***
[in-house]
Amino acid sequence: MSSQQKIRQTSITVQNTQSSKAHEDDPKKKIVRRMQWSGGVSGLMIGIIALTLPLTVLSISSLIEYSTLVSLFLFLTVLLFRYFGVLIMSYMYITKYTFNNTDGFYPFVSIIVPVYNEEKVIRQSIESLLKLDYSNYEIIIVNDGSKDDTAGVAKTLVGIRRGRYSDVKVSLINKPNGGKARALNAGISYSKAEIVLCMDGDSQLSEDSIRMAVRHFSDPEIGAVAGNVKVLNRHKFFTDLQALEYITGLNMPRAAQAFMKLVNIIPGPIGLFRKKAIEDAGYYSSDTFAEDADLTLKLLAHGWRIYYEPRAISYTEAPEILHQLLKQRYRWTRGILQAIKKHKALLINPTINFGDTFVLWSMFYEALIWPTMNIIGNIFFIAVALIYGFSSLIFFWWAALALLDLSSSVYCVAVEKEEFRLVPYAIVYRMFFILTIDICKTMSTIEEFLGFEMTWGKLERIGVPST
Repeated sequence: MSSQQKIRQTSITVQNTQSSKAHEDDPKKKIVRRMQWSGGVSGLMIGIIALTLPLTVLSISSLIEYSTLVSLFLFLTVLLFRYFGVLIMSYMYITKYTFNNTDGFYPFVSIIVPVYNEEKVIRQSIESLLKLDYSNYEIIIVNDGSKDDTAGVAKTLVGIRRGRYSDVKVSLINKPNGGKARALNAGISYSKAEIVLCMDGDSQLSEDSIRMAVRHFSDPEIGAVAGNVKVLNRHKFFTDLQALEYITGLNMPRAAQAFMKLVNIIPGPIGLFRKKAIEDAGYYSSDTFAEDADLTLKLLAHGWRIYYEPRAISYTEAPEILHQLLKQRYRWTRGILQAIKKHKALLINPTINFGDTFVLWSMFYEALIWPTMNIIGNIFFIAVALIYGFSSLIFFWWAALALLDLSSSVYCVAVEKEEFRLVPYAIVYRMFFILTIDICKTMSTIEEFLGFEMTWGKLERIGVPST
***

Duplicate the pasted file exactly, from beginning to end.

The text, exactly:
[in-house]
Amino acid sequence: MSSQQKIRQTSITVQNTQSSKAHEDDPKKKIVRRMQWSGGVSGLMIGIIALTLPLTVLSISSLIEYSTLVSLFLFLTVLLFRYFGVLIMSYMYITKYTFNNTDGFYPFVSIIVPVYNEEKVIRQSIESLLKLDYSNYEIIIVNDGSKDDTAGVAKTLVGIRRGRYSDVKVSLINKPNGGKARALNAGISYSKAEIVLCMDGDSQLSEDSIRMAVRHFSDPEIGAVAGNVKVLNRHKFFTDLQALEYITGLNMPRAAQAFMKLVNIIPGPIGLFRKKAIEDAGYYSSDTFAEDADLTLKLLAHGWRIYYEPRAISYTEAPEILHQLLKQRYRWTRGILQAIKKHKALLINPTINFGDTFVLWSMFYEALIWPTMNIIGNIFFIAVALIYGFSSLIFFWWAALALLDLSSSVYCVAVEKEEFRLVPYAIVYRMFFILTIDICKTMSTIEEFLGFEMTWGKLERIGVPST
Repeated sequence: MSSQQKIRQTSITVQNTQSSKAHEDDPKKKIVRRMQWSGGVSGLMIGIIALTLPLTVLSISSLIEYSTLVSLFLFLTVLLFRYFGVLIMSYMYITKYTFNNTDGFYPFVSIIVPVYNEEKVIRQSIESLLKLDYSNYEIIIVNDGSKDDTAGVAKTLVGIRRGRYSDVKVSLINKPNGGKARALNAGISYSKAEIVLCMDGDSQLSEDSIRMAVRHFSDPEIGAVAGNVKVLNRHKFFTDLQALEYITGLNMPRAAQAFMKLVNIIPGPIGLFRKKAIEDAGYYSSDTFAEDADLTLKLLAHGWRIYYEPRAISYTEAPEILHQLLKQRYRWTRGILQAIKKHKALLINPTINFGDTFVLWSMFYEALIWPTMNIIGNIFFIAVALIYGFSSLIFFWWAALALLDLSSSVYCVAVEKEEFRLVPYAIVYRMFFILTIDICKTMSTIEEFLGFEMTWGKLERIGVPST